The Aboriginal Ambassador Program, a part of Winnipeg?s Downtown Watch Ambassador group, trains members of the city?s Aboriginal population to help provide a safe environment on the streets of Winnipeg.
The ambassadors act as a safety patrol with Winnipeg City Police. Graduates of the program go on to careers in law enforcement and other justice-related employment.
?We are the eyes and ears of the downtown area in providing safe walks and providing basic rescuer first aid,? said 25-year-old graduate Adam Miller, a Metis from Winnipeg.
The uniform consists of a red jacket, black pants with a red stripe. The focus is on the tourists that may need help during their time in Winnipeg, but training in first aid, conflict resolution and mediation, and the proper procedures for handling the scene of a vehicle accident, makes them valuable to residents as well.
Students take a self-defense course taught by a martial arts expert and there is a two-day course on conflict resolution that trains student on how to deal with the public in difficult situations. How to resolve issues while being non-confrontational.
?What we do in the course is a lot of role playing, as to situations that can arise and what to about them,? said Rick Joyal, program manager. ?We also have the police come in and show the students what to do with respect to the powers of observation, which is on how to take notes and properly document things for court processing and how to write reports.?
?The goal of the program is to provide work experience in law enforcement to individuals and youth," said Joyal. ?The last program had a high rate of steering people into police jobs, corrections, and customs. The program is also an incentive for the Aboriginal graduates to be viewed as community role models. In doing so, there may be an elimination of negative stereotyping on Aboriginal people.?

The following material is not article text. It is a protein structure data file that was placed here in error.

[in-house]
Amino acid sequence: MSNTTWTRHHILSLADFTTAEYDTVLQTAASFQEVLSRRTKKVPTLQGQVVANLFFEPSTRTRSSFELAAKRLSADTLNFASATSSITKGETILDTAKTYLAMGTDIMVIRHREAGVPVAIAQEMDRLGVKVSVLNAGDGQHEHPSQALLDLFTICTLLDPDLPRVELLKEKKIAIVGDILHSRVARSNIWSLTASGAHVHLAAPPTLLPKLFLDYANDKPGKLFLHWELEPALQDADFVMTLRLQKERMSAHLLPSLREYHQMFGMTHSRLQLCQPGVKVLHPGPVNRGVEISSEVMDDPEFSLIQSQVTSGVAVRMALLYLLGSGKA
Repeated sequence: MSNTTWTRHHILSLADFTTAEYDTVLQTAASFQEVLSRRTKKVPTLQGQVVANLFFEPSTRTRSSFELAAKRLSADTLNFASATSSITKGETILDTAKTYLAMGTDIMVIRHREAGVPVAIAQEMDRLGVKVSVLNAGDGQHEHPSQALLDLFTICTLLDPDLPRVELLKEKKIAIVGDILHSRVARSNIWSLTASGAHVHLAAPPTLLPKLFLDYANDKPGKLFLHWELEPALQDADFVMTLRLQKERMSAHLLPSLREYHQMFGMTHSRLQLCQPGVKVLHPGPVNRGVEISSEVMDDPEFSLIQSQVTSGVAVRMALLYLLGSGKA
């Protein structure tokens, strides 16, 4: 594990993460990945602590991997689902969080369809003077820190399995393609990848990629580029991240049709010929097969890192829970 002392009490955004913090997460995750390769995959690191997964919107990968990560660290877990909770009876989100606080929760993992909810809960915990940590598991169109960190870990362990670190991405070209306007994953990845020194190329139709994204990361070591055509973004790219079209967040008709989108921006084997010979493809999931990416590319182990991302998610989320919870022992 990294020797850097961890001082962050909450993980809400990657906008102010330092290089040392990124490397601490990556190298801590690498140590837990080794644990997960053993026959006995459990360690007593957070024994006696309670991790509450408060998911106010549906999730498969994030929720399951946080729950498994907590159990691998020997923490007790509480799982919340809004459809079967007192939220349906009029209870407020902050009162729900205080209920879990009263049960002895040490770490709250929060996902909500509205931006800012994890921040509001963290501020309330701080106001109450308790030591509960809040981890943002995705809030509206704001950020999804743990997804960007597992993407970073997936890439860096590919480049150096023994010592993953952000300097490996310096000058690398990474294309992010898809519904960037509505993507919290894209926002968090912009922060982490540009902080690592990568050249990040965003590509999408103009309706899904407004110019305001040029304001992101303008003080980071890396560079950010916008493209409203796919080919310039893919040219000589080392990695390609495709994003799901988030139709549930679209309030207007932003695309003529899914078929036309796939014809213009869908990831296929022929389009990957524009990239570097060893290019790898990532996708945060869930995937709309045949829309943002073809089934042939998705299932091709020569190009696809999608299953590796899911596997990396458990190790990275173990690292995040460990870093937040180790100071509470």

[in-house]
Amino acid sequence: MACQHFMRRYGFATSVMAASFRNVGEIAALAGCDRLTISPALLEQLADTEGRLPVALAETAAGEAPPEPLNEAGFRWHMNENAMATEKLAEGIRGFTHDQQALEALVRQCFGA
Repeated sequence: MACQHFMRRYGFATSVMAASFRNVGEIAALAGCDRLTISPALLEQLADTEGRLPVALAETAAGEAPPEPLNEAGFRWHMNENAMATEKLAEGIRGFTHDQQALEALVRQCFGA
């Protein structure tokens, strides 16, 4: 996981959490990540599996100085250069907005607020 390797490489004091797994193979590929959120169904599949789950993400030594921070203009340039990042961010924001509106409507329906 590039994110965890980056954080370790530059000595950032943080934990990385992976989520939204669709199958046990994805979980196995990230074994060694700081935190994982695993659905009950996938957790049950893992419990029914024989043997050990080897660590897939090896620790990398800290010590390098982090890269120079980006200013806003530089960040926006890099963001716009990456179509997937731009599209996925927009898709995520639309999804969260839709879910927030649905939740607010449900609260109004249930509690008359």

?Policing in itself is very interesting to me,? said Miller. ?It is something that I?ve always wanted to do. Growing up I saw how the police would help people and the respect and honor they got while doing their job. My goal is to eventually get into the RCMP. This program is a great program. It is definitely a stepping stone to getting on with some law-enforcement program and it gets you out there in the community, out on the street,? he said.
Applicants must have a Grade 12 diploma or GED to get into the program. A full background check by the Winnipeg police is done to ensure a clean record.
?This program helps people mature,? said Miller. ?It tells you a lot about yourself. What your abilities are. You get a lot of pats on the back. The people are very friendly. You need drive and a willingness to complete stuff within your life. Basically, you have to be a person of good character, to be an all around nice guy. My family is very proud of me. It is very rewarding.?